Given that cassiterite has a specific gravity of around 7, extraction from the soil used a flushing and panning process, mixing the material with water and letting the heavy components sink to the bottom. This would also reveal the gold that has been associated with the location. Professor Davis’ notes describes “seen a sample of gold bearing gravels from a district in the New Territories which appeared to have a high percentage of natural gold”. However, he did not reveal the location.
Back to the Tin Study Group
After some research, the Hong Kong Government got to the bottom of the Tin Study Group letter and responded at the end of August, 1951. The Treasury published quarterly figures for mineral production, based on royalties paid, and this included a small quantity of tin. The American Consular-General had reported these numbers but in error, transcribed lbs to tons. The corrected figures between 1945 to 1951 were provided to the tin council.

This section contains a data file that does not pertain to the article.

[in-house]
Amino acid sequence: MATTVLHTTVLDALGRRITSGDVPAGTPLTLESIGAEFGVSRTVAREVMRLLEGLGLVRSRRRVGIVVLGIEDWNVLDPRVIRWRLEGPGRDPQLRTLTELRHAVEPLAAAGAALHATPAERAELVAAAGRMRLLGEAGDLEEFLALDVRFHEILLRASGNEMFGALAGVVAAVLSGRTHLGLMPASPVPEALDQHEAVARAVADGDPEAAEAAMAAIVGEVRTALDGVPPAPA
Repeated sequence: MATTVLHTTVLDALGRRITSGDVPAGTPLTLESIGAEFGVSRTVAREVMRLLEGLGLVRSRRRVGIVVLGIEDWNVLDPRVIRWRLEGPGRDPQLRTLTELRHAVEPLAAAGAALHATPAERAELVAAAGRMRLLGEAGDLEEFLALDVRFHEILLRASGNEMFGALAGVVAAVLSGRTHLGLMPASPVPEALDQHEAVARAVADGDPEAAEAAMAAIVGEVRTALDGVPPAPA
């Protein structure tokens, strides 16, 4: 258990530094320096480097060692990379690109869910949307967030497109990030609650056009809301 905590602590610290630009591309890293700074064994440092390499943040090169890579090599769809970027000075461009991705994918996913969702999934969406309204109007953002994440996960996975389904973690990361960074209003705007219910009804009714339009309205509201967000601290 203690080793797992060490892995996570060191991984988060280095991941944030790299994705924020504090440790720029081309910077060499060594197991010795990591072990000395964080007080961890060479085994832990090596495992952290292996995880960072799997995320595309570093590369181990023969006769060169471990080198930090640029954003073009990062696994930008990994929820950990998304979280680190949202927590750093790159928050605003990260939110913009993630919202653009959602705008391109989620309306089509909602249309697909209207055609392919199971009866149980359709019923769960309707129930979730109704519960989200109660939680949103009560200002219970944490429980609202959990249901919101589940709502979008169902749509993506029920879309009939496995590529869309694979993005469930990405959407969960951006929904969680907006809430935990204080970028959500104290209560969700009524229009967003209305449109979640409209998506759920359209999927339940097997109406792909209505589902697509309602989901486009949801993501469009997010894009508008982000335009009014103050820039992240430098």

If you examine the Mines section of the Hong Kong Annual Report for 1953, the last item on the Type of Mine schedule is a surprise “Underground, Tin, 155.70 lbs”. Thus, tin continued to be produced in a small quantity, but where did the tin come from?
Where does Tin Come From ?
With no official tin mine, who was then paying the royalty on tin production?
In addition to the alluvial Tin ore, it is also found associated with other minerals and is commonly a secondary ore in the mining process. In the ‘Economic Geology of the Hong Kong’, when discussing Wolframite, it states that “Associated minerals are molybdenum, cassiterite, pyrite, quartz, orthoclase, fluorite, beryl, zircon, sphene, garnet, muscovite and biotite”. Thus, the recorded tin was probably a secondary product from the Wolframite workings at Needle Hill and other sites.